According to Details, desire for the JILF (Jew I'd Like to F*ck) is more widespread than ever. Hell, apparently 'frum porn' is even a thing, boasting a devout non-Jewish following. And don't think it isn't lost on me that the article in question was written by one Mr. CHRIST-opher Noxon.

While the existence of Jewish-themed pornography disturbs me on a deep emotional level (bagels are for eating!), it does bring up an interesting question. Could the gentile attraction to girls of the hot and Jewish variety be due to its inverse? Do Jewish girls have a fetish for goyishe boys?

Of course, this question stems from personal experience. Despite my best efforts to date Jews, as chronicled in my piece for Washington Jewish Week, nearly every one of my major emotional relationships have been with shaygitzes. Much to my mother's dismay, I assure you.

What is that? My Judaism is extremely important to me and plays perhaps an intimidatingly large role in my life, both personally and professionally. I agree with Jewish community leaders who warn that intermarriage is an alarming and problematic trend. Why then can't I just settle down with a Jew?

Perhaps it's the thrill of going after something I'm not supposed to go after. Maybe Jews seem too familiar and unexciting. Maybe I have a thing for that Anglo look. It's probably a combination of the three.

Or, as Details would have us believe, those non-Jews have just been going after me especially. It's their fault, Ma.

Those Jewish boys had better step up their game; there's a lot of competition for us Jewish girls these days.

Tuesday, December 1, 2009

Training Tuesday with the DFA: The Big Scary Budget

Every political campaign and organization must spend money to maintain serious levels of activity. Increasingly, campaigns must raise significant amounts of money to become and remain competitive. Although we can protest the growing costs of campaigning, the reality for any campaign is that without these funds, there can be no staff, no office, no phones, no computers, no signs, no media coverage - no campaign.
-From the Democracy for America Campaign Academy Training Manual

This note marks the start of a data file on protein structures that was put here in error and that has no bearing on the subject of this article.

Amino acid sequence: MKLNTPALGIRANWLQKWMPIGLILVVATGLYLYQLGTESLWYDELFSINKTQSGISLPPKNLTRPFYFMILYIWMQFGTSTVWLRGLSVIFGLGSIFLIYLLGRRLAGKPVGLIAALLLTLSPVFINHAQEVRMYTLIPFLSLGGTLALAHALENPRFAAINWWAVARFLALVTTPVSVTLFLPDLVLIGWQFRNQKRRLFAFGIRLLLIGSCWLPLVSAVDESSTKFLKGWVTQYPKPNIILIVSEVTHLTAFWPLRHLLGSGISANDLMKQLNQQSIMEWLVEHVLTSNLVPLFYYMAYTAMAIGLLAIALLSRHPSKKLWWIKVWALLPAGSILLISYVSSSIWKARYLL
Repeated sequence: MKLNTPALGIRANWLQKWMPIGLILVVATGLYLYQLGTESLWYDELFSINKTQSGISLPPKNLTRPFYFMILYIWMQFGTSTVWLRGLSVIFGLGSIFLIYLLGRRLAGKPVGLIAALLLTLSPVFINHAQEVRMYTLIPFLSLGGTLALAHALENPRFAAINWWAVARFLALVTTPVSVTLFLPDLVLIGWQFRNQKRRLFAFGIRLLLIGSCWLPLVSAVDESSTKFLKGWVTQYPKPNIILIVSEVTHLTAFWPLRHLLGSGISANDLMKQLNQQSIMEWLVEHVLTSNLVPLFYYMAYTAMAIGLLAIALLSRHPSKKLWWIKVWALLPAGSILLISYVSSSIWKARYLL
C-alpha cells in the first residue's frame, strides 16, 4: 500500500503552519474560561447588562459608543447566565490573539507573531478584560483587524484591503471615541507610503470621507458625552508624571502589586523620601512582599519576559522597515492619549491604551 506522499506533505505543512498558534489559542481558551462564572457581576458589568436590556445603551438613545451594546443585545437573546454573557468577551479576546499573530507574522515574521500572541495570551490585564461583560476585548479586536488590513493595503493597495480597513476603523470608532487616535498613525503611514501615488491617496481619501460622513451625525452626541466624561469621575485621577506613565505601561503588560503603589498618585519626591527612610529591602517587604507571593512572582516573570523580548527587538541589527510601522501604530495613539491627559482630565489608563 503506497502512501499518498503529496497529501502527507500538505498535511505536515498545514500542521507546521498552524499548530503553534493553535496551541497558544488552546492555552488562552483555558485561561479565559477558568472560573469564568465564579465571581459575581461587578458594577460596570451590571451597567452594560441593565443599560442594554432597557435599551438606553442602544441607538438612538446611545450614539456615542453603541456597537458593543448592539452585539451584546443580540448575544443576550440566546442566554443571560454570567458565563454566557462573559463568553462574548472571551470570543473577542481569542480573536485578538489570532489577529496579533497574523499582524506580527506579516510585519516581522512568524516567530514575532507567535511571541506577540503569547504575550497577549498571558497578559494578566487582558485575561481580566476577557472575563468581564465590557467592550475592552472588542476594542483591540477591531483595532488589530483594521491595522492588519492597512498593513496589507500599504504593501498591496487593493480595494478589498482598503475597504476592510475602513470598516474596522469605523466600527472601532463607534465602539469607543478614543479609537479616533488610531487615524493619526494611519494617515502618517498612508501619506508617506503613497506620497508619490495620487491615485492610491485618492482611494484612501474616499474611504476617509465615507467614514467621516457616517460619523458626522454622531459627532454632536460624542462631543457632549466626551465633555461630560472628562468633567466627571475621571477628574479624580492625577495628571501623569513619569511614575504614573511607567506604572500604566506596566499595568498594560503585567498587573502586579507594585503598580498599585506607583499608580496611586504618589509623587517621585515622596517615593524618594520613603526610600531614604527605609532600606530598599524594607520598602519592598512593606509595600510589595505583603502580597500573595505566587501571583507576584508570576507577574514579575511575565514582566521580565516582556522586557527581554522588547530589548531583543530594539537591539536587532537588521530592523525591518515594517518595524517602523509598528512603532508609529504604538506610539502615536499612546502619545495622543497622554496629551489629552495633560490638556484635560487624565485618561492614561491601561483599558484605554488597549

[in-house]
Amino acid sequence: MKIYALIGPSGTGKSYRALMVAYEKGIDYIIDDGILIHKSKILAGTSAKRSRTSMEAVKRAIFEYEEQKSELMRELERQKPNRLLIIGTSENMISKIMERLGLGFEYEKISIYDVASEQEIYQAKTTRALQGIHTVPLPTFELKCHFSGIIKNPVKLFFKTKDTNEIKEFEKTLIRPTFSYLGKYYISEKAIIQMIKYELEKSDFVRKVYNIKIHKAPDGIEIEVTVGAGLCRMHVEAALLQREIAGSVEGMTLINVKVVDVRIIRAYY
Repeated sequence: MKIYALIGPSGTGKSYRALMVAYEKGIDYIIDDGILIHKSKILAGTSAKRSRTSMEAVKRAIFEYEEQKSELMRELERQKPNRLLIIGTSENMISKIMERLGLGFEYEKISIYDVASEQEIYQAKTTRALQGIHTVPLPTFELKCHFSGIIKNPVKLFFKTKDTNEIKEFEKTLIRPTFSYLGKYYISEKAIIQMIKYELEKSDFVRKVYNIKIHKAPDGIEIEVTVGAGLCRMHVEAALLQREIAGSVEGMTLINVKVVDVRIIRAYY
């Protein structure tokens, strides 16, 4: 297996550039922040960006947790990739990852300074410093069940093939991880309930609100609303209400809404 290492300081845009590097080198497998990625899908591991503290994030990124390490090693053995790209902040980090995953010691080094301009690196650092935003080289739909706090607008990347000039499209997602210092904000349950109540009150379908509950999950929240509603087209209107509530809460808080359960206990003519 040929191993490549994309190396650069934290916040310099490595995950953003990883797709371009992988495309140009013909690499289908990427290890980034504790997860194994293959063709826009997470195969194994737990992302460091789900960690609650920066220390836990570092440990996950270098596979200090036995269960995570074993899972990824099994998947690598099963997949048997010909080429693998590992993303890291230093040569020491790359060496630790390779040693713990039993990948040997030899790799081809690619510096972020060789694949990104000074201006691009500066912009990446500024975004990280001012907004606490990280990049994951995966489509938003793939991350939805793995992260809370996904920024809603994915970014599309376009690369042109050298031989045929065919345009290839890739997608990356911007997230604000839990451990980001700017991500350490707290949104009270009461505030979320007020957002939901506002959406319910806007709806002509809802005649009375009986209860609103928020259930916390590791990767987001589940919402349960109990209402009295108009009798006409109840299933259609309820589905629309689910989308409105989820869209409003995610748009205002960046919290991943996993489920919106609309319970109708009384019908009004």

Consider the list of things you need to run a campaign. The quote above touched on some of them. From a birds eye view, a full campaign budget is alike to a vast stretch of canyons, almost too much to take in at once. In these videos, Selene Hoffer-Shall will share some insight on how to break the budget down, how to make it manageable, and how to meet the goals. Selene's advice comes from experience:
A former crisis counselor, Selene joined the Dean for America Operations Team in 2003, helping to compile the largest FEC reports in Presidential Campaign History. Selene was one of the 12 original staffers of Democracy for America working as the assistant to the Finance Director. She left DFA to become Finance Director for Peter Welch in his successful race for Congress in a race where she broke all previous fundraising records for the district. Following the 2006 election, Selene worked in San Antonio, TX as the Finance Director for Ciro Rodriguez in the TX-23 run-off election, raising over $600,000 in less than three weeks to successfully oust an 7-term Republican incumbent. Selene currently works as freelance finance consultant.
We join the training just after the group compiled an enormous list of what you need to run a campaign. In this first video, the group takes a large weight off the back of campaign finance directors by establishing what things can be donated:

After you have built the list of thins you can get contributed, you are, sadly, still left with a lot of money to raise. You will need a plan to raise this money, and no, you cannot rely on your opponent to make a fool of himself and raise you one million dollars. But there are tested strategies at your disposal to raise funds. In this next video, Selene breaks down some metrics for us:

So now you have your big scary list of things you need, and you have a reasonable basis to understand the tactics you are going to use to get all this stuff. Now it is time to set your benchmarks:

With benchmarks in front of you, this next video will go over meeting your first month goal:

That is all for today. Next week we will have round two of The Big Scary Budget, where Selene will talk about your campaign's three budgets, the importance of the Union Bug, and more! So check back next Tuesday at 6:00pm (Eastern Standard Time) or sign up to receive email alerts from Sum of Change.

Monday, November 30, 2009

MUSIC MONDAY: Hugh Masekela- A Brief History

Hugh Masekela’s career has been going strong for nearly 50 years, so it is hard to talk about him in such a small format. The South African trumpeter and flugelhornist (yes, the instrument does exist) has traveled the world and incorporated styles of music he picked up in his travels into his music. There aren’t many constants in his music- his style is constantly changing depending on the circumstances. No matter his style, Masekela has constantly been true to himself and his experiences and expresses a part of himself in everything he does.